Young CEO has has big plans to take his Freshii concept around the globe
Matthew Corrin was 23-years-old when he opened the first Lettuce Eatery in Toronto in 2005, modelling it on a popular concept he had seen in New York. Five-years later, the brand has grown and evolved into Freshii, an exciting concept that focuses on made-to-order fresh food served in an environmentally sustainable fashion. With almost 60 units across North America and 300 more in development, the 28-year-old Winnipeg native is determined to become the industry’s next Howard Schultz.
F&H: How would you describe your leadership style?
MC: Dream big, work my butt off to achieve those dreams and lead by example. Everyone on my team subscribes to this philosophy. We have a motto internally — merely ‘good’ managers need not apply. You’ll only fit into our organization if you’re a ‘super-achiever.’
F&H: What kind of perspective does your age give you in running an operation that you’re building from the ground up?
MC: The day I opened my first store was the first day I ever worked in the restaurant business. I was 23, and it was my second job ever. I literally had no idea what I was doing. The nice thing about this business is it’s not rocket science — but it is hard work. I’ve never met anyone who works harder than me.
We will finish 2010 with more than 60 locations in 18 cities worldwide — including Calgary, New York City, Los Angeles, Vienna and Dubai. It’s a really exciting time for our company. Our key to success this year is partnering with great franchisees, choosing great real estate and only hiring “super achievers” as managers.
F&H: Because you run your business from a virtual office, do you face different challenges than most CEOs?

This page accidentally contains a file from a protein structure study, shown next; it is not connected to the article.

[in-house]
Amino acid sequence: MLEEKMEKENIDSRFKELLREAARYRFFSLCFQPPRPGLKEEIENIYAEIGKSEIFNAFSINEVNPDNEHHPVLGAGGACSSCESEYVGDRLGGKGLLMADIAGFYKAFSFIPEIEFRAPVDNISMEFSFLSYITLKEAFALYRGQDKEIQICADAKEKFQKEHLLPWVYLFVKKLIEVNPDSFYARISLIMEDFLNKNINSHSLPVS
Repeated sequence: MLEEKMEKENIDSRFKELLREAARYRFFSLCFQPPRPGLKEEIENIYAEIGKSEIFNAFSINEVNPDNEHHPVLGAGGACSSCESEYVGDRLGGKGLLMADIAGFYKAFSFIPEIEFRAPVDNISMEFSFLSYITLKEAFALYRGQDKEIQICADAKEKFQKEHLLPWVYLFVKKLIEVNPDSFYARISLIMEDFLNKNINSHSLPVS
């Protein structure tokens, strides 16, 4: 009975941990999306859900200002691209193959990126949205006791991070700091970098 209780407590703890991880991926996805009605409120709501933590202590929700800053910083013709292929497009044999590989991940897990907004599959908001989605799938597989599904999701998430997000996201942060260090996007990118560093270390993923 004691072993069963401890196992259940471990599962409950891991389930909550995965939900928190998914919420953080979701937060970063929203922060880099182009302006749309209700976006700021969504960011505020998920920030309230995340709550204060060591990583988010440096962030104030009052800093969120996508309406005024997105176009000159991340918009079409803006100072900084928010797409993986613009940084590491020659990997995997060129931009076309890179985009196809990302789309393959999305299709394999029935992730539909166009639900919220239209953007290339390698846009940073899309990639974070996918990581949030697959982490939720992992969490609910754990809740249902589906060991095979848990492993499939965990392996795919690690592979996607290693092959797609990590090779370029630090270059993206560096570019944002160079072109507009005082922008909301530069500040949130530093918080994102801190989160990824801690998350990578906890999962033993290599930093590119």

MC: This is my first time being a CEO, so I have nothing to compare it to. But I promise you this — it’s a lot more cost-effective to run a virtual office than a physical office.
F&H: What’s your biggest challenge during tough times?
MC: We recognize that unit managers are by far the most important employees in our company. They’re the point people that serve thousands of Freshii guests every day. They manage a team of hourly employees and they’re in charge of their P&Ls. That’s why we only want super achievers. I subscribe to the Steve Ells (founder of Chipotle) philosophy of personally interviewing every store manager in every corporate and franchise store we open. It’s that important to our success. It also helps keep the message on track to all of our team — senior members, franchisees, other managers and hourly employees — that as the founder and CEO I care about this role more than just about anything in the company and I spend a lot of my time focusing to that effect. As a result, I travel four days a week. The good news is that once we hire a unit-level manager, they rarely leave. Rather, they’re promoted to higher roles in our organization.
F&H: What keeps you awake at night?
MC: My two-year old daughter, dog and wife all sleeping in the same bed. Truthfully, I never procrastinate and rarely lose sleep over business. I sleep so few hours that when I’m in bed, I’m sleeping.
F&H: What’s the most important lesson you’ve learned as a leader?
MC: As the economy got really bad, we became more operationally efficient and, therefore, more profitable. It didn’t impact the bottom line, but it improved our business model. One of the good things about unit growth is economies of scale and better pricing.
F&H: What’s your biggest strength?
MC: Execution sets me apart. Talk is cheap. I’ve met a lot of people who love to talk about doing something. I actually do it. It’s not always right, but at least I’m doing it. It keeps us evolving as a company — trying new things, figuring out ways to become better, more profitable, more scalable, more attractive to customers and investors. Never let a day go by without executing on something.
F&H: Who do you go to for counsel when you are faced with difficult choices and decisions?
MC: I’ll check out publicly traded restaurant brands that disclose a ton of good stuff in their earnings reports; I’ll speak to my mentor or just listen to my gut.
Illustrated by Jason Edmiston